My Father, Kenneth Hopkins, was a museum director and one of the first people to be involved in historic building preservation and restoration back East in the 1950s. This family interest eventually led me to apprentice with him for two years at the Ezra Meeker Mansion in Puyallup, Washington, restoring Victorian era plaster ceilings, friezes and walls, both hand-painted and stenciled. I learned to patch plaster, match paint, stencil high ceilings on ladders and scaffolding, and came to understand my Father’s most important piece of advice: “Your eyes are at the mercy of your ignorance.” Because we had no historic written or photographic documentation to guide us, we had to look very hard and objectively at what we saw painted on walls and ceilings and record exactly what we saw. My Father also insisted I learn everything I could about the Victorian Era as a context for understanding why the Meeker Mansion had been decorated the way it was around 1890.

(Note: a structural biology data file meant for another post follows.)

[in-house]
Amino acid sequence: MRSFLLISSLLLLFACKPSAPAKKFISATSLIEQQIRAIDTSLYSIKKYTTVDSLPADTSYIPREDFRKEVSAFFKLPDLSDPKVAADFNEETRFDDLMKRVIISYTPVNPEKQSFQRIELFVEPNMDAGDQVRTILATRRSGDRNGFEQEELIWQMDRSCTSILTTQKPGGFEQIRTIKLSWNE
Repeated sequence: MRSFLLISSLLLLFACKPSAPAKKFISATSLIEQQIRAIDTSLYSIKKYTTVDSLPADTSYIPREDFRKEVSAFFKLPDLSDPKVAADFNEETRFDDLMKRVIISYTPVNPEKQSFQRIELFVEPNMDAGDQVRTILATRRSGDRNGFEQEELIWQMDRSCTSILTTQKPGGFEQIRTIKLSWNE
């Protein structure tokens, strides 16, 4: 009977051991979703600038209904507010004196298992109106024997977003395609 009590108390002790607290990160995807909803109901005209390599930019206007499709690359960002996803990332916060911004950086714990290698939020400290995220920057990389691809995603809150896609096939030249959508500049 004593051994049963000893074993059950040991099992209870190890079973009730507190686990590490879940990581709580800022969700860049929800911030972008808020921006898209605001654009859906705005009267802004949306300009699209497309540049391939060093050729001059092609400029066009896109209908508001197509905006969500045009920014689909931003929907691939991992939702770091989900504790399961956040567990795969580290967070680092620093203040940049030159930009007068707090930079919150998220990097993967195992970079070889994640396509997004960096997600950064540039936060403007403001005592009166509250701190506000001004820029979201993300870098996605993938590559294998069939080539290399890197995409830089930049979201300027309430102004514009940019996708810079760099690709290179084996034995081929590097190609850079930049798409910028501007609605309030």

Sara “Sally” Hopkins, IDAL’s newest Certified Master Stenciler of Wood, completed an amazingly detailed art history/painting project for her CMS-Wood application.
Sally is from Olympia, WA and holds a BFA in
Graphic Design from the Museum Art School in Portland, Oregon. Sally
now resides in Portland with her husband Dr. Robert Keeler, an
archaeologist and college professor.
Here is some of her story:
Two years ago I passed my CMS on Walls by restoring the ceiling and frieze in the Carriage Entrance at the Meeker Mansion. I now have completed my Master Stenciler Certification on Wood with a project on stenciled Western Rawhide Seat Chairs; a fairly rare and over-looked product of the Nineteenth Century American Frontier. The Aurora Colony Historical Museum in Aurora, Oregon allowed me to use five chairs from their collection for my CMS on Wood project and they have asked me to give a talk about my work at their annual membership meeting this winter, as well as developing an exhibit on the project in one of their galleries. I completed hours of research and recreated many of the stencil designs found on the wooden back slats of these antiques. I wish to thank them for their generosity and assistance.